By Austen, Jane; Doody, Margaret Anne; Kinsley, James; Lamont, Claire
In her first released novel, Sense and Sensibility, Jane Austen offers us with the delicate photos of 2 contrasting yet both compelling heroines. For good Elinor Dashwood and her impetuous more youthful sister Marianne the possibility of marrying the boys they love appears to be like distant. In an international governed through cash and self-interest, the Dashwood sisters have neither fortune nor connections. involved for others and for social proprieties, Elinor is ill-equipped to compete with self-centered fortune-hunters like Lucy Steele, whereas Marianne's loyal trust within the fact of her personal emotions makes her extra dangerously liable to the designs of unscrupulous men.
via her heroines' parallel stories of affection, loss, and desire, Jane Austen deals a robust research of the ways that women's lives have been formed through the claustrophobic society during which that they had to outlive. This revised version includes new notes, appendices, chronology, and bibliography
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Additional info for Sense and sensibility
He was not an ill-disposed young man, unless to be rather cold hearted, and rather selfish, is to be ill-disposed: but he was, in general, well respected; for he conducted himself with propriety in the Volume I Chapter I 5 discharge of his ordinary duties. Had he married a more amiable woman, he might have been made still more respectable than he was:—he might even have been made amiable himself; for he was very young when he married, and very fond of his wife. But Mrs. John Dashwood was a strong caricature of himself;—more narrow-minded and selfish.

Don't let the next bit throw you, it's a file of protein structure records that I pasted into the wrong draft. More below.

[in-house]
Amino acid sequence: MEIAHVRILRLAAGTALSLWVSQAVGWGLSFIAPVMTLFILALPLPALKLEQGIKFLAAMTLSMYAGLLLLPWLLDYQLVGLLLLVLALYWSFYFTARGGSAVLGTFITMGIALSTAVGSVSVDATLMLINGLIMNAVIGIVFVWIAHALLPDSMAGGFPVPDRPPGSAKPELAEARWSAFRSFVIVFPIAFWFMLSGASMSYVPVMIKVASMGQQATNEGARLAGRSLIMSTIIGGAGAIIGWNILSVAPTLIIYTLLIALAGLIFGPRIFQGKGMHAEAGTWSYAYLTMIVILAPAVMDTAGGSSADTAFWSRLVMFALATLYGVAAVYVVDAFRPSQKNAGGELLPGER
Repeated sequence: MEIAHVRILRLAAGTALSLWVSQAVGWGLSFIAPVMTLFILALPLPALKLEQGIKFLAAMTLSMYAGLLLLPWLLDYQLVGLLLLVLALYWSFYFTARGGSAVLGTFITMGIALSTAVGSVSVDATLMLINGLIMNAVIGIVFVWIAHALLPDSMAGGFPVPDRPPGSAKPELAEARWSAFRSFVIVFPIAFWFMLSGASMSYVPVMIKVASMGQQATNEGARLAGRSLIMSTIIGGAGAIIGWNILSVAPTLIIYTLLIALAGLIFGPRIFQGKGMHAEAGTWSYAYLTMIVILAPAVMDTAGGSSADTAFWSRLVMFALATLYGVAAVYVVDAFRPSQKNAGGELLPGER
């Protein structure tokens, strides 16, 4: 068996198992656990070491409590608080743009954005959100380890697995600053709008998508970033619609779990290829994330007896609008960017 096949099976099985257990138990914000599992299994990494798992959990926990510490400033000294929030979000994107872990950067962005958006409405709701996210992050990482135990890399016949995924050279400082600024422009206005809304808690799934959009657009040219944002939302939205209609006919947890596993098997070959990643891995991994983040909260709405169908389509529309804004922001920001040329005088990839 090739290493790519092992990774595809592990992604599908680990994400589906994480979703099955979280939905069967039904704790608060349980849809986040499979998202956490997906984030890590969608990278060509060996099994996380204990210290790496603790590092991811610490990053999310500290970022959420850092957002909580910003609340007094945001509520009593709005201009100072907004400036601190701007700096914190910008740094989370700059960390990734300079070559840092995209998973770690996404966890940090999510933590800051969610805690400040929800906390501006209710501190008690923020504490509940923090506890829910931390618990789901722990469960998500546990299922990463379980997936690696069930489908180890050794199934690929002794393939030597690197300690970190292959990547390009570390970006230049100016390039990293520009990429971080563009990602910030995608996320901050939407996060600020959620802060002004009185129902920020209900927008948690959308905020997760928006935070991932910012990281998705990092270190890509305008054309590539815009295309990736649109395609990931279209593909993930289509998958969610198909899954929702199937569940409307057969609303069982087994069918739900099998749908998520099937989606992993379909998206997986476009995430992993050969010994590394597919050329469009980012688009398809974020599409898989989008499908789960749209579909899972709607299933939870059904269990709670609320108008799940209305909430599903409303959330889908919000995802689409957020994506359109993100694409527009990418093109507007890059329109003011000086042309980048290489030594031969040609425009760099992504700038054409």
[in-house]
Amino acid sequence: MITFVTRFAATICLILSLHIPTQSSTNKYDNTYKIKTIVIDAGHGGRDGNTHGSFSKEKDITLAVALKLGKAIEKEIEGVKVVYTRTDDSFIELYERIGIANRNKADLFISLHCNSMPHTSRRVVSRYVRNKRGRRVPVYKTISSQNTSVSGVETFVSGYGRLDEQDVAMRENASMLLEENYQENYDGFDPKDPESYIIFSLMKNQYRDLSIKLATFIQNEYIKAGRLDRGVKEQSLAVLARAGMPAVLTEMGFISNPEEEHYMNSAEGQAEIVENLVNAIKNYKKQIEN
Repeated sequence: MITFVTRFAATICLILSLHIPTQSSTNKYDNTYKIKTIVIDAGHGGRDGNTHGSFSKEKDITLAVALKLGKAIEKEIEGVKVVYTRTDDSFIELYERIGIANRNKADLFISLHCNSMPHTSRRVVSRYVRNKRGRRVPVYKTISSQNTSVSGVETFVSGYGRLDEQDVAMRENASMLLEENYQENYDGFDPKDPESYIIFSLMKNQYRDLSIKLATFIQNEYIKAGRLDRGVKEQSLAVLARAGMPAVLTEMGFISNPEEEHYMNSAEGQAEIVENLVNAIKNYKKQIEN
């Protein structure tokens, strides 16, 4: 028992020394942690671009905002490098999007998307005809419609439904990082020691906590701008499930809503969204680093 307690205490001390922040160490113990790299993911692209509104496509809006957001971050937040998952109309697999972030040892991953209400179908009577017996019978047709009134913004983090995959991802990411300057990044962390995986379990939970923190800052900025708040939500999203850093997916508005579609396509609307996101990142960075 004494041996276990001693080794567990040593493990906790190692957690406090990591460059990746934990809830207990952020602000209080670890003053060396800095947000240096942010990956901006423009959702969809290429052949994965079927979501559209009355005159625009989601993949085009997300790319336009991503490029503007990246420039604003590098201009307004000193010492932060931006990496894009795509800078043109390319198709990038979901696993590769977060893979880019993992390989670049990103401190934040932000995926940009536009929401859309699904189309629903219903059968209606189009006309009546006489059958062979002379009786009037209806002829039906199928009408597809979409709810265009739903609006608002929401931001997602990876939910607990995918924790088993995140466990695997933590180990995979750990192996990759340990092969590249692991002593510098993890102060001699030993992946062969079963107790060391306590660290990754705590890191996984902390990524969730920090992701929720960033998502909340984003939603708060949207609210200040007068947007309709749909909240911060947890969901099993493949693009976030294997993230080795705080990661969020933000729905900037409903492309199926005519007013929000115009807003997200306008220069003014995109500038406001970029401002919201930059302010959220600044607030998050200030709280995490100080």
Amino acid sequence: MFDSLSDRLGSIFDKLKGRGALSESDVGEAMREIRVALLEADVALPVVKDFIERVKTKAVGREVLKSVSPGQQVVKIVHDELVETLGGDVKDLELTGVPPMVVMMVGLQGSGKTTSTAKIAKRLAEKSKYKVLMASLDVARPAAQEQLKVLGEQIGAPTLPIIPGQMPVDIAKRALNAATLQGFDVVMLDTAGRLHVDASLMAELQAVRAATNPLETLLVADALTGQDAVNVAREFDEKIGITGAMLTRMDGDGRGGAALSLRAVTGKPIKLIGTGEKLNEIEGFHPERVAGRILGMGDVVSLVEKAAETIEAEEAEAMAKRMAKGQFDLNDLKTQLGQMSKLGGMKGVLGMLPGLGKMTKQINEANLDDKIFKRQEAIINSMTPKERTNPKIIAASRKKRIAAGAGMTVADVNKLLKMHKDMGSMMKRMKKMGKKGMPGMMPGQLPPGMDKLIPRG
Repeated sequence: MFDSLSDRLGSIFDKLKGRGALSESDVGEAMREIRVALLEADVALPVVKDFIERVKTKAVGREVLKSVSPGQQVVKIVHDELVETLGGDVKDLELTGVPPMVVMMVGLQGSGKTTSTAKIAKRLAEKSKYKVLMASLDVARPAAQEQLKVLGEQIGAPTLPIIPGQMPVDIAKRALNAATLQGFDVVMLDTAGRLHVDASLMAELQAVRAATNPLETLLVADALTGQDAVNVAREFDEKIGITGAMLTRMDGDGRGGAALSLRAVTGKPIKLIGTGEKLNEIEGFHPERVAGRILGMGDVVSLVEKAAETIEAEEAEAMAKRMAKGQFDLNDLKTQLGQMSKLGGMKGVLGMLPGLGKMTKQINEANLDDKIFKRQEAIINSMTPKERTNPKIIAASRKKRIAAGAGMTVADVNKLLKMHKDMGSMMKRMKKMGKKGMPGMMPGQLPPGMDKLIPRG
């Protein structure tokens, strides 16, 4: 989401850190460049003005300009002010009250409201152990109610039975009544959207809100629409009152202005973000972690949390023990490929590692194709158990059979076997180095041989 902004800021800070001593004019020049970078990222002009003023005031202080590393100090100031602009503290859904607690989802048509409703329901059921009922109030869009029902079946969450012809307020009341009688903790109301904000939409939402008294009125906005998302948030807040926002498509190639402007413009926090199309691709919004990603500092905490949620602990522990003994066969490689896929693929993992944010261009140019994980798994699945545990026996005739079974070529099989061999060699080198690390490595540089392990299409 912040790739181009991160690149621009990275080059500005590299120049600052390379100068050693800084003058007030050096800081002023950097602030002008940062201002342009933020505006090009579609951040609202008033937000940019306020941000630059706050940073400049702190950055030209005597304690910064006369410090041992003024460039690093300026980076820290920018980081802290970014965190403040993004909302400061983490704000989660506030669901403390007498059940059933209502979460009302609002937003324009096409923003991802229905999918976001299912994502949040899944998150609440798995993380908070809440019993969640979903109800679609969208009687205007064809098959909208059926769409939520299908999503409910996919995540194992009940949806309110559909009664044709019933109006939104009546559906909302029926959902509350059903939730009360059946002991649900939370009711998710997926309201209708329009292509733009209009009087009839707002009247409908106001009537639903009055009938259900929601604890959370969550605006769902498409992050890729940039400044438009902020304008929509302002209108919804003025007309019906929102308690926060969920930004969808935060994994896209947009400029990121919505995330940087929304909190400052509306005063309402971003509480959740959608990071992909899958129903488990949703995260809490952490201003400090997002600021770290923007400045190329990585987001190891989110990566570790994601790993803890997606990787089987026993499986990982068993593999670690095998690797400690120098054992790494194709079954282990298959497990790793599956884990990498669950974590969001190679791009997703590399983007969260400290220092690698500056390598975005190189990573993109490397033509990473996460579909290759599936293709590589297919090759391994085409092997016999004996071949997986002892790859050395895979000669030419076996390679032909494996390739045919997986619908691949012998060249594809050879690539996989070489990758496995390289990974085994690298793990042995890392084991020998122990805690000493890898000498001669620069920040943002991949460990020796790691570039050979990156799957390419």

He did not know what he was talking of, I dare say; ten to one but he was light-headed at the time. ' 'He did not stipulate for any particular sum, my dear Fanny; he only requested me, in general terms, to assist them, and make their situation more comfortable than it was in his power to do. Perhaps it would have been as well if he had left it wholly to myself. He could hardly suppose I should neglect them. But as he required the promise, I could not do less than give it: at least I thought so at the time.
But / require no such proof (p. 61). Mrs Dashwood is of course wrong. But so too is Elinor. Marianne and Willoughby do correspond, and they are not engaged. (And young people may even stand at an altar, and yet not be about to be married—see MP, p. ) Supposed certainties— like Elinor's 'He must and does love her' (p. 61)—should be doubted and the doubts may then be overthrown in their turn. ),j[ane Austen: New Perspectives (Women and Literature, NS 3; New York: Holmes and Meier, 1983), 142-52.
Sense and sensibility by Austen, Jane; Doody, Margaret Anne; Kinsley, James; Lamont, Claire